Lifestyle affects men's reproductive health, say experts

Doctors say that Sperm DNA fragmentation analysis is now offered by many labs to assess the level of damaged sperms. This in turn can help the couple to take alternative reproductive methods (ART) for a successful pregnancy.
Representative image
Representative image

CHENNAI: The changes in lifestyle has impacted the reproductive health in men and led to increased infertility, say experts. A severe decline in the sperm quality has been observed mostly contributed by the lifestyle, including smoking, drinking, long driving hours, stress and pollution.

Doctors say that there is a high rise of delayed marriages and couples opting for only one or two children. Infertility is now a major concern for such couples. In about 50 percent of such cases, infertility is attributable to the male partner, mainly due to a failure in spermatogenesis.

In a study published in Oxford Academic, it was reported that there is a decline of 50–60 percent in sperm counts amongst men from North America, Europe, Australia and New Zealand.

According to Upasana Mukherjee, Senior Genetic Counselor says, “The modern man, during his reproductive period, is exposed to the negative influence of widespread lifestyle-related habits such as smoking, alcohol, recreational drugs, less physical activity etc. Effect of cigarette smoking on male fertility may result from the combined roles of elevated oxidative stress, DNA damage, and cell apoptosis, which could explain not only the reduction in semen quality, but also impaired spermatogenesis, sperm maturation, and sperm function reported to be present in smokers compared to non-smokers."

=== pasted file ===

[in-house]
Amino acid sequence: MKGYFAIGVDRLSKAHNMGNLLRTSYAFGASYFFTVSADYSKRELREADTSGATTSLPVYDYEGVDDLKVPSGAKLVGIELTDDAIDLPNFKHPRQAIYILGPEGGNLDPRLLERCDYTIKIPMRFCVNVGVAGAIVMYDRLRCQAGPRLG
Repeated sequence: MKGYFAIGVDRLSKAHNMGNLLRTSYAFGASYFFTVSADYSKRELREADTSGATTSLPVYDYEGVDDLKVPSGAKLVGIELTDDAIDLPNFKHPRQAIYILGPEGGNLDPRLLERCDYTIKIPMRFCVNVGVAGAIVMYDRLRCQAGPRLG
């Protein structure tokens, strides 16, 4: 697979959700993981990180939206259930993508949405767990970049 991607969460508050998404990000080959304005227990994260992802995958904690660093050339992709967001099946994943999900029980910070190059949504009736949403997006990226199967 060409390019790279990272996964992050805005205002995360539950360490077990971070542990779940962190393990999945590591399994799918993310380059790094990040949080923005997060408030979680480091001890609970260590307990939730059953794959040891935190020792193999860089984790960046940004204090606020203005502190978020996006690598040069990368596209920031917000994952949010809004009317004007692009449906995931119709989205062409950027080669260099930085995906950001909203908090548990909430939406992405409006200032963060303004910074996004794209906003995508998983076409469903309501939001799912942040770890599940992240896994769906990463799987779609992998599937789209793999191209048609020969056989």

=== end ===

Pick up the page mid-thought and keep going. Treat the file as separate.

Doctors say that Sperm DNA fragmentation analysis is now offered by many labs to assess the level of damaged sperms. This in turn can help the couple to take alternative reproductive methods (ART) for a successful pregnancy. Chronic alcohol consumption has also been found to have a detrimental effect on both semen quality and the levels of male reproductive hormones.

Several recreational drugs such as marijuana, cocaine, anabolic–androgenic steroids (AAS), opiates (narcotics), and methamphetamines are examples of illicit drugs that exert a negative impact on male fertility.

Dr Sheetal Sharda, Clinical Geneticist and Director- Genomics Development and Implementation, Neuberg Center for Genomic Medicine, said: “Unlike women, men are less aware about their reproductive health. When it comes to being evaluated for infertility or pregnancy loss, often the female is evaluated first. But pregnancy and a positive pregnancy outcome are dependent on both the partners. With better understanding and awareness, timely evaluation for a genetic diagnosis and making lifestyle modifications can improve the reproductive health of both the partners.”

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